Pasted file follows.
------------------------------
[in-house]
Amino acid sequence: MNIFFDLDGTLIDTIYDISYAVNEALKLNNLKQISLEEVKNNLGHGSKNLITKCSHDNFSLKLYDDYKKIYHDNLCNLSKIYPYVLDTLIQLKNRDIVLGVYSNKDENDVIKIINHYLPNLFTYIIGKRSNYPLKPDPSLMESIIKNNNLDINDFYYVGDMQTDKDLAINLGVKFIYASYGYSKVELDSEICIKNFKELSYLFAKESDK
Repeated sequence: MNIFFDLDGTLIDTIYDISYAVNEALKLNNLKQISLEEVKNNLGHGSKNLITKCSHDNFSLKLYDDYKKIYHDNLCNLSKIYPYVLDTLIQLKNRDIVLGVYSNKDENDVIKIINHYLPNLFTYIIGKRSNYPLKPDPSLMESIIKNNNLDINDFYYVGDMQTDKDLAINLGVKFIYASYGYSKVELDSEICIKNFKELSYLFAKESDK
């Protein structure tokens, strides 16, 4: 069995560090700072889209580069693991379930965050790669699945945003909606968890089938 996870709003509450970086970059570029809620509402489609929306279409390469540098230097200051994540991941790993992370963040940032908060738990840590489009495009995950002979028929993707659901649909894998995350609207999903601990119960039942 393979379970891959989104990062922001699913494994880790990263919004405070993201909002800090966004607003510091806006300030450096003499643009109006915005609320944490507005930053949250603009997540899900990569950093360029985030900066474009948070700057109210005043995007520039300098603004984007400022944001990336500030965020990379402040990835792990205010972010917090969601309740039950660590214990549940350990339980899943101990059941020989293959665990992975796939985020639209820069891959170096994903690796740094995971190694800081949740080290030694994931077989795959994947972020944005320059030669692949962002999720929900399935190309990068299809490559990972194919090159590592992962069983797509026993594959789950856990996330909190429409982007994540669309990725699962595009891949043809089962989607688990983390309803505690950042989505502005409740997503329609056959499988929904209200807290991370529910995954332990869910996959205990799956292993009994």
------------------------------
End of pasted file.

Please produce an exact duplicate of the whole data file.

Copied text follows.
[in-house]
Amino acid sequence: MNIFFDLDGTLIDTIYDISYAVNEALKLNNLKQISLEEVKNNLGHGSKNLITKCSHDNFSLKLYDDYKKIYHDNLCNLSKIYPYVLDTLIQLKNRDIVLGVYSNKDENDVIKIINHYLPNLFTYIIGKRSNYPLKPDPSLMESIIKNNNLDINDFYYVGDMQTDKDLAINLGVKFIYASYGYSKVELDSEICIKNFKELSYLFAKESDK
Repeated sequence: MNIFFDLDGTLIDTIYDISYAVNEALKLNNLKQISLEEVKNNLGHGSKNLITKCSHDNFSLKLYDDYKKIYHDNLCNLSKIYPYVLDTLIQLKNRDIVLGVYSNKDENDVIKIINHYLPNLFTYIIGKRSNYPLKPDPSLMESIIKNNNLDINDFYYVGDMQTDKDLAINLGVKFIYASYGYSKVELDSEICIKNFKELSYLFAKESDK
């Protein structure tokens, strides 16, 4: 069995560090700072889209580069693991379930965050790669699945945003909606968890089938 996870709003509450970086970059570029809620509402489609929306279409390469540098230097200051994540991941790993992370963040940032908060738990840590489009495009995950002979028929993707659901649909894998995350609207999903601990119960039942 393979379970891959989104990062922001699913494994880790990263919004405070993201909002800090966004607003510091806006300030450096003499643009109006915005609320944490507005930053949250603009997540899900990569950093360029985030900066474009948070700057109210005043995007520039300098603004984007400022944001990336500030965020990379402040990835792990205010972010917090969601309740039950660590214990549940350990339980899943101990059941020989293959665990992975796939985020639209820069891959170096994903690796740094995971190694800081949740080290030694994931077989795959994947972020944005320059030669692949962002999720929900399935190309990068299809490559990972194919090159590592992962069983797509026993594959789950856990996330909190429409982007994540669309990725699962595009891949043809089962989607688990983390309803505690950042989505502005409740997503329609056959499988929904209200807290991370529910995954332990869910996959205990799956292993009994």